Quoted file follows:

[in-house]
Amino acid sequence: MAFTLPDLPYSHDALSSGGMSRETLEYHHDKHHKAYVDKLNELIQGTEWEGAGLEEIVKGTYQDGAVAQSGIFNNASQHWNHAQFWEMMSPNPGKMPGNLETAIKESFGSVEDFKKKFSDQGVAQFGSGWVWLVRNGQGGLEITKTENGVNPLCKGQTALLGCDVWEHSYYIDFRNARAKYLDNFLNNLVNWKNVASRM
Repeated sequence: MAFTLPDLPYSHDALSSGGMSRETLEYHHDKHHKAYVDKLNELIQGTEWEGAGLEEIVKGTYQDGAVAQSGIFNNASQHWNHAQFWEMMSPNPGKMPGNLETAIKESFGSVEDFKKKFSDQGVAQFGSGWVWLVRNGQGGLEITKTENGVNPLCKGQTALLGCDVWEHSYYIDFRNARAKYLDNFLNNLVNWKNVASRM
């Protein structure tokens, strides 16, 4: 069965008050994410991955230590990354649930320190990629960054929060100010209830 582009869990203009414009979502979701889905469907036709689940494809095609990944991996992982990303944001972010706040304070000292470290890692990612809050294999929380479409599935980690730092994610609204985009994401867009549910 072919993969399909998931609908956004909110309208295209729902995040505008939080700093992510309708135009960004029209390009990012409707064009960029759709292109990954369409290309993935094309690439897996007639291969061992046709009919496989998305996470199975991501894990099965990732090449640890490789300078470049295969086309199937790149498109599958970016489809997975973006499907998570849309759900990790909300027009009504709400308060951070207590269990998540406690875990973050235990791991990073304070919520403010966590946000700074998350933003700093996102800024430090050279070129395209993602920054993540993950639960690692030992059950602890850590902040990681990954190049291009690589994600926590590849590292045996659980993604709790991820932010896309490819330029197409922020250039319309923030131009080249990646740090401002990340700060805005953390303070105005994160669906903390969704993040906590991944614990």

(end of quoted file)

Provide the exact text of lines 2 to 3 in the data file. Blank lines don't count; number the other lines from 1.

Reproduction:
Amino acid sequence: MAFTLPDLPYSHDALSSGGMSRETLEYHHDKHHKAYVDKLNELIQGTEWEGAGLEEIVKGTYQDGAVAQSGIFNNASQHWNHAQFWEMMSPNPGKMPGNLETAIKESFGSVEDFKKKFSDQGVAQFGSGWVWLVRNGQGGLEITKTENGVNPLCKGQTALLGCDVWEHSYYIDFRNARAKYLDNFLNNLVNWKNVASRM
Repeated sequence: MAFTLPDLPYSHDALSSGGMSRETLEYHHDKHHKAYVDKLNELIQGTEWEGAGLEEIVKGTYQDGAVAQSGIFNNASQHWNHAQFWEMMSPNPGKMPGNLETAIKESFGSVEDFKKKFSDQGVAQFGSGWVWLVRNGQGGLEITKTENGVNPLCKGQTALLGCDVWEHSYYIDFRNARAKYLDNFLNNLVNWKNVASRM